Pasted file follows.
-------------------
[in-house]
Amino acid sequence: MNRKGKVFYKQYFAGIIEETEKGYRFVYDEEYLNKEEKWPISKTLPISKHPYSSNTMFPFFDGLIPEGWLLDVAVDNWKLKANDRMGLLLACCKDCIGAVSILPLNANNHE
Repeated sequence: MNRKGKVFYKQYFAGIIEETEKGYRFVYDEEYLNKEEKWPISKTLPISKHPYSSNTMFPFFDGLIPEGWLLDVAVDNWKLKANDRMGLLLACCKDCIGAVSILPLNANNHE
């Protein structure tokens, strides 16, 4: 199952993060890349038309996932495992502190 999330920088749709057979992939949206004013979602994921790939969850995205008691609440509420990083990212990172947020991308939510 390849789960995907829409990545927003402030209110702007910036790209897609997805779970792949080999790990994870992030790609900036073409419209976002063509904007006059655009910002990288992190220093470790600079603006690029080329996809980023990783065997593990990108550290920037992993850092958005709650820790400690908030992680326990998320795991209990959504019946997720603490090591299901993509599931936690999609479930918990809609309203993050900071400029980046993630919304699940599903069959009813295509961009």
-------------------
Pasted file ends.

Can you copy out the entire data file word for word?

[in-house]
Amino acid sequence: MNRKGKVFYKQYFAGIIEETEKGYRFVYDEEYLNKEEKWPISKTLPISKHPYSSNTMFPFFDGLIPEGWLLDVAVDNWKLKANDRMGLLLACCKDCIGAVSILPLNANNHE
Repeated sequence: MNRKGKVFYKQYFAGIIEETEKGYRFVYDEEYLNKEEKWPISKTLPISKHPYSSNTMFPFFDGLIPEGWLLDVAVDNWKLKANDRMGLLLACCKDCIGAVSILPLNANNHE
């Protein structure tokens, strides 16, 4: 199952993060890349038309996932495992502190 999330920088749709057979992939949206004013979602994921790939969850995205008691609440509420990083990212990172947020991308939510 390849789960995907829409990545927003402030209110702007910036790209897609997805779970792949080999790990994870992030790609900036073409419209976002063509904007006059655009910002990288992190220093470790600079603006690029080329996809980023990783065997593990990108550290920037992993850092958005709650820790400690908030992680326990998320795991209990959504019946997720603490090591299901993509599931936690999609479930918990809609309203993050900071400029980046993630919304699940599903069959009813295509961009």